I enjoy all the What It Is To Be A Man stuff the boys get to do - struggle with their Feelings, their Daddy Issues, their Propensity for Violence, their wardrobes, etc. But despite the grafting of Skillz and Tude onto Uhura, her role is to amusingly prefer Spock to Kirk, provide emotional support to the former, and take her clothes off in front of the latter. The job of Spock and Kirk's mums, and wossname's missus, Mrs Romulan, whatever, is to die tragically. Even if changing the sex of, say, Chekov or Sulu would've caused a fannish uproar which might've split the Earth's crust, there's no reason the mad widower couldn't have been a mad widow, or that Sarek could've fallen off a cliff instead of Amanda.
Similarly, the long history of epically powerful women in the X-Men is forgotten in the Wolverine flick, which is overwhelmingly male. The few women are almost entirely passive victims: his cipher mother, his they-made-me-do-it girlfriend with her wimpy power and pointless self-sacrifice. Even the mean Queen herself, Emma Frost, is reduced to a human shield.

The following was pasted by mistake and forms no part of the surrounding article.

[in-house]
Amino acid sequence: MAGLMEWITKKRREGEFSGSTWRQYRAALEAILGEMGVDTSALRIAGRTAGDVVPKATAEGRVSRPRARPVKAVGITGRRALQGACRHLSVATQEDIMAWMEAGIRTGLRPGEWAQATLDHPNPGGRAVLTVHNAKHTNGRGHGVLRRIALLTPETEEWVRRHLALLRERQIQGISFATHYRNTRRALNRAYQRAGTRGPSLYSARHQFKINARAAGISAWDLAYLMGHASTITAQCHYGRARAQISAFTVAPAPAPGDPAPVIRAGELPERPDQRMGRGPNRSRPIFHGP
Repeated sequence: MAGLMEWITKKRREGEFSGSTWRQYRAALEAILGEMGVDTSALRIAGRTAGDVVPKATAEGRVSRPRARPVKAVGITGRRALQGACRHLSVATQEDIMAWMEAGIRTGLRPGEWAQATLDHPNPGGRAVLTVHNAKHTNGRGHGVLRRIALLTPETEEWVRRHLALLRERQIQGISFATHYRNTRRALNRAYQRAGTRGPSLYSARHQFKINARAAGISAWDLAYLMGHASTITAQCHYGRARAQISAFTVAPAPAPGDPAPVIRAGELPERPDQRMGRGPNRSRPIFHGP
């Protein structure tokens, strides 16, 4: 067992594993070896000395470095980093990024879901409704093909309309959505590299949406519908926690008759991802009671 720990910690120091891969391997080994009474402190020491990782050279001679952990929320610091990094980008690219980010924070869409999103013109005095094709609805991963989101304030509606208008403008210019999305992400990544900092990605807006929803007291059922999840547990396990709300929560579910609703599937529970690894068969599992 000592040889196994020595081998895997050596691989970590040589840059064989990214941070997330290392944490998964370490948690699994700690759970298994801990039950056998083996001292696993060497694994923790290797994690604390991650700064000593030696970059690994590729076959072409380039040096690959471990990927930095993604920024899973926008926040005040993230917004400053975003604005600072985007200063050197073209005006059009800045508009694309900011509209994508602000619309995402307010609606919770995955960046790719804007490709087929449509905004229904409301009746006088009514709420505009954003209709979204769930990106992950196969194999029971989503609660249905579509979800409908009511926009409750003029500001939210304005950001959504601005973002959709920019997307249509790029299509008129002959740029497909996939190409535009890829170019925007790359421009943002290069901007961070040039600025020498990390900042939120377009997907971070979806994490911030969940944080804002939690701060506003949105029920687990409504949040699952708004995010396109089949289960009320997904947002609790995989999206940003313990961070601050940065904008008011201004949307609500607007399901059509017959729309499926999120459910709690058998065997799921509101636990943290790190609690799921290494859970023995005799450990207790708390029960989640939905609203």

These are very outdated Hollywood ideas: chicks are there as love interests, to look pretty and motivate their menfolk, generally by dropping dead. It's distancing, alienating, like you're watching a movie which has nothing do with you. There's always the danger of SPFX-and-action-packed movies to turn into video games someone else is playing: marginalising the female characters only leads in that my-eyes-glaze-over direction.